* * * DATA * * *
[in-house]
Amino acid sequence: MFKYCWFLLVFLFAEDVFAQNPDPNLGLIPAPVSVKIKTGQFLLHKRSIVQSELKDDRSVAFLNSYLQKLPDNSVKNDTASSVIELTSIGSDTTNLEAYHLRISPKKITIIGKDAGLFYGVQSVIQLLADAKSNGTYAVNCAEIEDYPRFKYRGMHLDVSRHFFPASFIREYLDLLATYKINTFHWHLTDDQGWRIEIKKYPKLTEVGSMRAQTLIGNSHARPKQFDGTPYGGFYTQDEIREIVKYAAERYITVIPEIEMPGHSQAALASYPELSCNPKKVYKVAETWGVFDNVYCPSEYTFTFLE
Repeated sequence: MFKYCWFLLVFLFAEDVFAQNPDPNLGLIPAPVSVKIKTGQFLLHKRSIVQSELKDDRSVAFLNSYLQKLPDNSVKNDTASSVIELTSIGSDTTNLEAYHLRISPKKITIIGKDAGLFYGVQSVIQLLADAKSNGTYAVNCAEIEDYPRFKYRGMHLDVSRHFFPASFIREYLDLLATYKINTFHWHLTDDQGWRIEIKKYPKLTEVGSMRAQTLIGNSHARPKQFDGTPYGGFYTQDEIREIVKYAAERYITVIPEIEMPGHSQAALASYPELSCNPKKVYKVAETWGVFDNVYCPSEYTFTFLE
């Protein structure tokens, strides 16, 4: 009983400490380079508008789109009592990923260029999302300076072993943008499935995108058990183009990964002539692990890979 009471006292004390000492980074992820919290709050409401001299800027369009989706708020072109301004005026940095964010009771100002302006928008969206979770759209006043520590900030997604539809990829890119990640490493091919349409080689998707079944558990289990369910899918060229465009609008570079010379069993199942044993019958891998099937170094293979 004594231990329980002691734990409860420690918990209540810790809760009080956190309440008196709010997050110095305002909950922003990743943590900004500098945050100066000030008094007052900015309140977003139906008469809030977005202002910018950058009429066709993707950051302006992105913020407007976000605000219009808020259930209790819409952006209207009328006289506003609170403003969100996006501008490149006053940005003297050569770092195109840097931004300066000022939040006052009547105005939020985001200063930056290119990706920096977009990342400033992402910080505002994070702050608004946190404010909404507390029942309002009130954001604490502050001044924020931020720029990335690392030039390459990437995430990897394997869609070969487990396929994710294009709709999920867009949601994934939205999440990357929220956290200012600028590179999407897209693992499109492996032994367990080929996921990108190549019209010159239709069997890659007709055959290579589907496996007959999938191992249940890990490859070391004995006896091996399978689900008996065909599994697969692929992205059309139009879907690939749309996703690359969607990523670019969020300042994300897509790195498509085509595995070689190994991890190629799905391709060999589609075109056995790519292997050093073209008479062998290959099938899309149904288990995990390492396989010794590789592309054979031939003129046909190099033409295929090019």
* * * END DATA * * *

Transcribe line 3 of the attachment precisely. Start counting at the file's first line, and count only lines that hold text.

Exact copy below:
Repeated sequence: MFKYCWFLLVFLFAEDVFAQNPDPNLGLIPAPVSVKIKTGQFLLHKRSIVQSELKDDRSVAFLNSYLQKLPDNSVKNDTASSVIELTSIGSDTTNLEAYHLRISPKKITIIGKDAGLFYGVQSVIQLLADAKSNGTYAVNCAEIEDYPRFKYRGMHLDVSRHFFPASFIREYLDLLATYKINTFHWHLTDDQGWRIEIKKYPKLTEVGSMRAQTLIGNSHARPKQFDGTPYGGFYTQDEIREIVKYAAERYITVIPEIEMPGHSQAALASYPELSCNPKKVYKVAETWGVFDNVYCPSEYTFTFLE